1 medium (about 12 ounces, 340 grams) English cucumber
1 teaspoon kosher salt
1/4 cup (60 milliliters) German Riesling Cult vinegar + more if needed
1/4 cup (60 milliliters) water + more if needed
2 tablespoons sugar
2 tablespoons finely chopped dill or parsley
freshly ground white pepper, for seasoning

Rinse the cucumber in cold water. Slice it with a mandoline, cheese slicer, or potato peeler as thin as you can.

Arrange the slices in a wide colander and sprinkle them with the salt. Toss gently to distribute the salt evenly. Press the cucumbers down with a plate that fits within the colander and place something heavy on top. Let sit for about 30 minutes, at room temperature. (The salt and the heavy weight will help drain the water from the sliced cucumber.)

In the meantime, prepare the pickling liquid. In a small bowl, mix together the vinegar water, sugar, and dill. Mix until the sugar is completely dissolved. Adjust the acidity with more vinegar or water to your liking.

Remove the weight and the plate and squeeze gently with your hands to remove any excess liquid. Place the cucumbers in a bowl or in a clean glass jar and pour the pickling liquid over them. Let sit at room temperature for at least an hour before serving.

These pickles are best eaten fresh so consume them within a few days. Store in the refrigerator in a sealed container.

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related links

read more about Jonathan and his story here

fungathlon – half marathon with mushroom foraging,
invented and practiced by Jonathan Brown

Cult Ceramics & Cult Vinegar on Instagram

more work by Billy Lloyd

Classic Hollandaise Sauce by Ruhlman

How to make French Vinaigrette by David Lebovitz

Apple Cider Vinegar – kokblog recipe

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Smörgåsbord – My second cookbook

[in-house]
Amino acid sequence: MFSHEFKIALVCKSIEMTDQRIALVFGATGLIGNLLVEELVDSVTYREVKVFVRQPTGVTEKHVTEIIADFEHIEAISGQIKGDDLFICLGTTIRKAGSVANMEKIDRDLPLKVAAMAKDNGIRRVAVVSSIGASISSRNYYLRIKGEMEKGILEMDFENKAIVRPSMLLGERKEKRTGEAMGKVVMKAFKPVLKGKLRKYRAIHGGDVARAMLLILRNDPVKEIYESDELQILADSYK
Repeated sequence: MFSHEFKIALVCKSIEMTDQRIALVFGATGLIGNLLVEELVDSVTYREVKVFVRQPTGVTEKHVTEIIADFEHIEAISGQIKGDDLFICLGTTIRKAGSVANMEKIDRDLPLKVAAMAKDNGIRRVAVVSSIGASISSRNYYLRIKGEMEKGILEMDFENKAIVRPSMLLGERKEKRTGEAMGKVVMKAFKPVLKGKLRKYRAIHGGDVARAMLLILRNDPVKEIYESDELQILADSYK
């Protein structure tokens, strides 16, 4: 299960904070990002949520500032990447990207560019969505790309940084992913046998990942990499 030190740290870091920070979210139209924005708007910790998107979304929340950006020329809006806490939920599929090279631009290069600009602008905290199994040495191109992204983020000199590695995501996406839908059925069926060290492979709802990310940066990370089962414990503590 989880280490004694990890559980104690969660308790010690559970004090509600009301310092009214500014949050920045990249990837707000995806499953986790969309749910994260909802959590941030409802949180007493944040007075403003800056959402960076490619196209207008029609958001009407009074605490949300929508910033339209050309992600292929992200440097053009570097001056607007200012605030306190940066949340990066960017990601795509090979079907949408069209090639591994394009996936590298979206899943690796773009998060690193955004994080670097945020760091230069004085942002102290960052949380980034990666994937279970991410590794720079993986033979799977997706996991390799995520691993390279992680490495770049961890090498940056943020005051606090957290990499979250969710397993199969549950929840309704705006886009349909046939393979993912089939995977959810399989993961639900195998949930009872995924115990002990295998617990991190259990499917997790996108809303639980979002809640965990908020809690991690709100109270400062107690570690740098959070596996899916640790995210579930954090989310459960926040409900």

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This week my forthcoming book, Smörgåsbord: The Art of Swedish Breads and Savory Treats (Ten Speed Press) is on its way to the printer and will hit the bookshelves on September 26. Yay!

The book is a celebration of the Swedish tradition Smörgåsbord which is a festive buffet with dishes like cured herring, gravlax, cold cuts, pickles, salads, and meatballs. This table with its well balanced flavors of sweet, sour, and salt is an excellent display of Nordic cuisine.

As the word Smörgåsbord is composed of two words; smörgås (open-faced-sandwich) and bord (table), the dishes are always served with several different types of bread, butter, and cheese. A smörgåsbord is most often set up in a separate room and the table can sometimes be several meters long and consist of over 100 dishes.
johannak-smorgas-03
At a time when we have too many things on our minds, it’s hard to find the time to prepare a whole smörgåsbord. The intention of this book is to inspire you to make smaller portions as festive starters or individual smörgås bites. Every dish in the book includes pairing suggestions so you can easily create your own personal smörgåsbord spreads. The dishes can be as simple as deviled eggs, or more ambitious with freshly baked rye bread paired with hot smoked salmon, homemade pickles, and marinated mustard seeds.

Thanks to my editor Kaitlin Ketchum for believing in this project. It’s always a pleasure to work with you and everyone at Ten Speed Press.

If you like, you can already now pre-order the book in several bookstores online: Random House, Barnes & Noble, Indie Bound, Amazon (US), and Amazon (UK). The book is also listed at the Swedish bookstores Bokus and Adlibris.